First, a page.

January 15, 2017 • Sports Medicine

Nutritional Value: Pay attention to your vegetarian athletes

Be sure the focus is on what they’re consuming — not what they’re avoiding

How many vegetarian student-athletes do you have on the team? Concerned they may not be able to keep up in practice? Will they get injured more often? And what about eating on road trips when choices are limited?

Today, being vegetarian ranges from eliminating only red meat to completely avoiding all animal products. The key to a healthy plant-based eating style, however, lies with the foods an athlete chooses to include. Not those they choose to avoid.

To be successful, vegetarian athletes must step up to the plate and take responsibility for their food choices. This translates into thinking about and planning a daily menu that supplies adequate energy, as well as incorporates alternate sources of key nutrients typically supplied by meat and dairy foods, such as protein, iron, zinc, calcium and vitamin B12. It’s not as simple, in other words, as skipping the meat and only eating the potatoes.

Pros & cons

Well-planned vegetarian diets built around health-promoting fruits, vegetables, whole grains, legumes and soy foods can reduce the risk for heart disease, diabetes and some cancers. It also helps an athlete maintain a healthy weight.

While a plant-based eating style doesn’t guarantee a physical advantage, study reviews have concluded it has no detrimental effects on performance either.

A potential pitfall of vegetarianism is unbalanced eating where animal foods are eliminated with little regard to appropriate substitutes. In this scenario, a vegetarian diet becomes extremely unhealthly –high in saturated fat, refined carbs, sugar and hydrogenated oils, and low in protein, iron, zinc and calcium. This places athlete at greater risk for iron-deficiency anemia, a weakened immune system, nagging injuries and, for females, an out-of-balance menstrual cycle, which contributes to stress fractures and poor bone health.

In some instances, vegetarianism is a red flag that a person is restricting food needlessly. Female athletes, especially teens who struggle with weight and body image issues, may use vegetarianism to justify avoiding certain foods. They may avoid fat-containing vegetarian fare such as nuts and avocados, or they may eliminate meat and dairy foods and then be unwilling to seek out appropriate substitutes.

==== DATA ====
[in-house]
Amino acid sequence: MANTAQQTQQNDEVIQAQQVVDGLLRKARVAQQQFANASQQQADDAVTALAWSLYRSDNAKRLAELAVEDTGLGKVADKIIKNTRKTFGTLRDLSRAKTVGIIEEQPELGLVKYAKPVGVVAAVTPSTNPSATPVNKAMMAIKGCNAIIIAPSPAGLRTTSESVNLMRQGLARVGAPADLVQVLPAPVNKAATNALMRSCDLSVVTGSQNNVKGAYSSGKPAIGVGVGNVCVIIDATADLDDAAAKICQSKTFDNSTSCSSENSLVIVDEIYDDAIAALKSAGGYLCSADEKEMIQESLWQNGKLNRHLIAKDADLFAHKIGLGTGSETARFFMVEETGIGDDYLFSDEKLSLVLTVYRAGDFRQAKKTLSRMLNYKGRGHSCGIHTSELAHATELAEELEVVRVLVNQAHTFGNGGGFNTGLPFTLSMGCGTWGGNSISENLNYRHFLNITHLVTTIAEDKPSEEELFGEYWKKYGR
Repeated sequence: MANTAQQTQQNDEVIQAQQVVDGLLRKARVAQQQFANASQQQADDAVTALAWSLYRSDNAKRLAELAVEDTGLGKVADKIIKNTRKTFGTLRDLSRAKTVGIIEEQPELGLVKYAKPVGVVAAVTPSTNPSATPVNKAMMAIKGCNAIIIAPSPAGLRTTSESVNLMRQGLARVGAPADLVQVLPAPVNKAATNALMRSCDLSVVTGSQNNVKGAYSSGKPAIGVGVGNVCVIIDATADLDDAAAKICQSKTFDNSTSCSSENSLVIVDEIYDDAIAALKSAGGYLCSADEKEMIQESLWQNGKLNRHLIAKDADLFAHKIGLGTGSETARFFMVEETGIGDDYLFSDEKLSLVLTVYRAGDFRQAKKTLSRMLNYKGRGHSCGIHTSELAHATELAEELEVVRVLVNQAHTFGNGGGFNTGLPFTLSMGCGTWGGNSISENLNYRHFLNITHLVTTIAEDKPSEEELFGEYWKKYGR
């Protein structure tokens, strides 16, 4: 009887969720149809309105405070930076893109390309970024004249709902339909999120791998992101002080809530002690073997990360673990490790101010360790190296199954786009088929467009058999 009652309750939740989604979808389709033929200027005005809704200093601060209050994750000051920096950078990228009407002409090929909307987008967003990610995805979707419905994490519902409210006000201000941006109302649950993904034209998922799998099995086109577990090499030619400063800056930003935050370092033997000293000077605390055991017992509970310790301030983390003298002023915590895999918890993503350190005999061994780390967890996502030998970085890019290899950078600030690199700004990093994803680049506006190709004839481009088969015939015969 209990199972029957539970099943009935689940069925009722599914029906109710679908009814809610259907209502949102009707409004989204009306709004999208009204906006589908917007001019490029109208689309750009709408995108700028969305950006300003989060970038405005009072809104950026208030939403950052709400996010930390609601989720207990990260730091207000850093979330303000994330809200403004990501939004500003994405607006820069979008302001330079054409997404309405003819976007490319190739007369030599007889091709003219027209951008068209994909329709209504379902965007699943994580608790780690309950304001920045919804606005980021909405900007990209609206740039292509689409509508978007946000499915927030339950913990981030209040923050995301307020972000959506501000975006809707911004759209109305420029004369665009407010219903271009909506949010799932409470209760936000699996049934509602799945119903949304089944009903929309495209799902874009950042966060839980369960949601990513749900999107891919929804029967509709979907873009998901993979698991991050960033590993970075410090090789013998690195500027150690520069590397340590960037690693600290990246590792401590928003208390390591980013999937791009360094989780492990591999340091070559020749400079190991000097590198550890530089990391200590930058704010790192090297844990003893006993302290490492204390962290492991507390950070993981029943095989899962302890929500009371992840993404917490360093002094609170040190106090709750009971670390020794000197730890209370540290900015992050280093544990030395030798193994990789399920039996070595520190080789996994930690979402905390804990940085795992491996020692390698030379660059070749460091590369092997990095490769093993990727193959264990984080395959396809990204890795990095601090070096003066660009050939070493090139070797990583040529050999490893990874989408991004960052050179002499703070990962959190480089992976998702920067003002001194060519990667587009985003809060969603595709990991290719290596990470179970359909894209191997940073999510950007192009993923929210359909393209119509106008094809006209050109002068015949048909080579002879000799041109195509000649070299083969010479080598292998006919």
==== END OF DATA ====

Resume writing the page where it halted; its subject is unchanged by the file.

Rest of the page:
Semi-vegetarians who eat poultry or fish can obtain the same range of nutrients as red meat eaters. Those who avoid mean but eat dairy foods and eggs typically meet protein, calcium and vitamin B12 needs. However, they may have trouble getting enough zinc and iron.

Vegans, those who avoid all animal foods, are most at risk for insufficient calories and nutrient deficiencies. Any vegetarian athlete who primarily eats only the starchy side dishes of meat-focused meals (which results in “carbohydrate overload” and a diet inadequate in protein, iron and zinc) benefits significantly from working with a sports dietitian in building cooking and diet-planning skills.


It’s possible to obtain all the essential amino acids needed to form complete proteins by eating a wide variety of plant protein sources throughout the day.

Combining specific protein-rich foods at each meal isn’t necessary. Enough calories must be consumed, however, to maintain weight and fuel-training demands.

Otherwise, the body resorts to using the protein for energy rather than building and repairing muscle and other body tissues.

Soy foods (e.g., tofu, tempeh, soy milk, veggie burgers, etc.) and legumes (e.g., kidney, pinto, black and garbanzo beans) offer the highest quality plant protein and some of each should be consumed daily. Non-vegans also obtain high-quality protein from eggs and other dairy products.

Iron & zinc

Both minerals are vital for a healthy immune system; plus adequate iron is needed for building healthy red blood cells and avoiding the fatigue associated with iron-deficiency anemia.

Vegetarian athletes need to make a conscious effort to include good meatless sources of iron and zinc daily, as animal sources of iron and zinc are far better absorbed and utilized by the body. Whole grains, lentils, wheat germ, soy foods and sunflower seeds contribute zinc. Leafy greens, dried fruit, whole grains, oatmeal, beans and lentils, soy foods and fortified breakfast cereals supply various amounts of iron.


Calcium is a priority nutrient necessary for strong bones and teeth, as well as to help muscles relax and contract. Athletes age 18 to 50 require at least 1,000 milligrams of calcium daily. Including dairy foods makes it easy as one cup of milk or yogurt or 1 1/2 ounces of cheese supplies 300 milligrams.

Other options include: tofu, leafy greens (except spinach), broccoli, figs and almonds. Also consider calcium-fortified foods like soy milk, cereal, breakfast bars and juice.

Vitamin B12

B12 is needed for healthy red blood cells and nerve fibers, and it’s found almost exclusively in animal foods. Despite being touted as good sources, much of the vitamin B12 in sea vegetables, tempeh, miso or spirulina is in an inactive form your body can’t use readily.

Options include fortified foods, such as certain brands of soy milk, soy burgers and cereal or a multivitamin.

Vegetarian options on road trips

Support vegetarian athletes when stopping to refuel on the road by choosing venues offering multiple options. Ethnic eateries serving Mexican, Thai or Chinese fare, for example, typically work well for both meat-eaters and non-meat-eaters.

Another plus for vegetarian athletes is a nearby well-stocked grocery store or supermarket. Visit the Vegetarian Resource Group (vrg.org) for more ideas and resources on dining out.

Suzanne Girard Eberle, MS, RD, CSSD, is a board-certified sports dietitian and the author of Endurance Sports Nutrition.

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